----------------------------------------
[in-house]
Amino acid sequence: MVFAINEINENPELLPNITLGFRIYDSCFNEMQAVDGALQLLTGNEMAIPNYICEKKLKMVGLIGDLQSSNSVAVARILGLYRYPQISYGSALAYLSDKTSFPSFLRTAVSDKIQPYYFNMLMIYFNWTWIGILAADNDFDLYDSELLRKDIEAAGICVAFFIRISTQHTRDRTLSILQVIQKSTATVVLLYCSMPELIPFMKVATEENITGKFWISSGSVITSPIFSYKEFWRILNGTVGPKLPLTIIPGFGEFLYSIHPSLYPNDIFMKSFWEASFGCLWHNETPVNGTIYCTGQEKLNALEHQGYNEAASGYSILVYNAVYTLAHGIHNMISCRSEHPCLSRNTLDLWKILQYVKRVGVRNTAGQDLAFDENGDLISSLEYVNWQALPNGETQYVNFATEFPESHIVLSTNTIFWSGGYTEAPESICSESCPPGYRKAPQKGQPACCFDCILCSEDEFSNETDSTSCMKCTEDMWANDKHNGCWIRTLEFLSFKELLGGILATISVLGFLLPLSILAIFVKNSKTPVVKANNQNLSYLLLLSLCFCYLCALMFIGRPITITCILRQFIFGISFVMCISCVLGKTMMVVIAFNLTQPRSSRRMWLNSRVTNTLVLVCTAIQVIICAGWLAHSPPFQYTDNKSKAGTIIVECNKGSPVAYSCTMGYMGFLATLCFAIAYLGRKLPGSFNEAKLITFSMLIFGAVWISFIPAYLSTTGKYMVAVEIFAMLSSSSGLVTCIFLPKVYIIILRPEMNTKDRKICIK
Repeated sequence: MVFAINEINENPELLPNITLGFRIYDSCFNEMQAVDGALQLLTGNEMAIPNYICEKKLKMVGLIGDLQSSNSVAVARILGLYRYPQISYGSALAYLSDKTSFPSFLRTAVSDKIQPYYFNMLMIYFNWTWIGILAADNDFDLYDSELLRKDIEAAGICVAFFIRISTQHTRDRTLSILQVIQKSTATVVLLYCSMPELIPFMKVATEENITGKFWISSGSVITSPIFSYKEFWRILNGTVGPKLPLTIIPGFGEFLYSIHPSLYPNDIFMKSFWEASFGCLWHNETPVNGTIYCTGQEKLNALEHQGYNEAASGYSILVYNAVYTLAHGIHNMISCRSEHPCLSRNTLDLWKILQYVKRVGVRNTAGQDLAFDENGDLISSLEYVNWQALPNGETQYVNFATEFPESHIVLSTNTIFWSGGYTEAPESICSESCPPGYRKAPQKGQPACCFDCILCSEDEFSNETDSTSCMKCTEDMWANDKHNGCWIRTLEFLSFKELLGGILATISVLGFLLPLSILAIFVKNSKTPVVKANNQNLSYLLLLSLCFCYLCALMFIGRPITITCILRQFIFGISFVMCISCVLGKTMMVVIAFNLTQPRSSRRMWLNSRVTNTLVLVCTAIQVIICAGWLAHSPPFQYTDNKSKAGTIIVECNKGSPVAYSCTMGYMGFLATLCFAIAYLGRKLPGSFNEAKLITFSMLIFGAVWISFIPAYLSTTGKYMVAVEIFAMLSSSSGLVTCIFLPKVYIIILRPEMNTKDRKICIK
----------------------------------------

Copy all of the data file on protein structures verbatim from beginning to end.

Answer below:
[in-house]
Amino acid sequence: MVFAINEINENPELLPNITLGFRIYDSCFNEMQAVDGALQLLTGNEMAIPNYICEKKLKMVGLIGDLQSSNSVAVARILGLYRYPQISYGSALAYLSDKTSFPSFLRTAVSDKIQPYYFNMLMIYFNWTWIGILAADNDFDLYDSELLRKDIEAAGICVAFFIRISTQHTRDRTLSILQVIQKSTATVVLLYCSMPELIPFMKVATEENITGKFWISSGSVITSPIFSYKEFWRILNGTVGPKLPLTIIPGFGEFLYSIHPSLYPNDIFMKSFWEASFGCLWHNETPVNGTIYCTGQEKLNALEHQGYNEAASGYSILVYNAVYTLAHGIHNMISCRSEHPCLSRNTLDLWKILQYVKRVGVRNTAGQDLAFDENGDLISSLEYVNWQALPNGETQYVNFATEFPESHIVLSTNTIFWSGGYTEAPESICSESCPPGYRKAPQKGQPACCFDCILCSEDEFSNETDSTSCMKCTEDMWANDKHNGCWIRTLEFLSFKELLGGILATISVLGFLLPLSILAIFVKNSKTPVVKANNQNLSYLLLLSLCFCYLCALMFIGRPITITCILRQFIFGISFVMCISCVLGKTMMVVIAFNLTQPRSSRRMWLNSRVTNTLVLVCTAIQVIICAGWLAHSPPFQYTDNKSKAGTIIVECNKGSPVAYSCTMGYMGFLATLCFAIAYLGRKLPGSFNEAKLITFSMLIFGAVWISFIPAYLSTTGKYMVAVEIFAMLSSSSGLVTCIFLPKVYIIILRPEMNTKDRKICIK
Repeated sequence: MVFAINEINENPELLPNITLGFRIYDSCFNEMQAVDGALQLLTGNEMAIPNYICEKKLKMVGLIGDLQSSNSVAVARILGLYRYPQISYGSALAYLSDKTSFPSFLRTAVSDKIQPYYFNMLMIYFNWTWIGILAADNDFDLYDSELLRKDIEAAGICVAFFIRISTQHTRDRTLSILQVIQKSTATVVLLYCSMPELIPFMKVATEENITGKFWISSGSVITSPIFSYKEFWRILNGTVGPKLPLTIIPGFGEFLYSIHPSLYPNDIFMKSFWEASFGCLWHNETPVNGTIYCTGQEKLNALEHQGYNEAASGYSILVYNAVYTLAHGIHNMISCRSEHPCLSRNTLDLWKILQYVKRVGVRNTAGQDLAFDENGDLISSLEYVNWQALPNGETQYVNFATEFPESHIVLSTNTIFWSGGYTEAPESICSESCPPGYRKAPQKGQPACCFDCILCSEDEFSNETDSTSCMKCTEDMWANDKHNGCWIRTLEFLSFKELLGGILATISVLGFLLPLSILAIFVKNSKTPVVKANNQNLSYLLLLSLCFCYLCALMFIGRPITITCILRQFIFGISFVMCISCVLGKTMMVVIAFNLTQPRSSRRMWLNSRVTNTLVLVCTAIQVIICAGWLAHSPPFQYTDNKSKAGTIIVECNKGSPVAYSCTMGYMGFLATLCFAIAYLGRKLPGSFNEAKLITFSMLIFGAVWISFIPAYLSTTGKYMVAVEIFAMLSSSSGLVTCIFLPKVYIIILRPEMNTKDRKICIK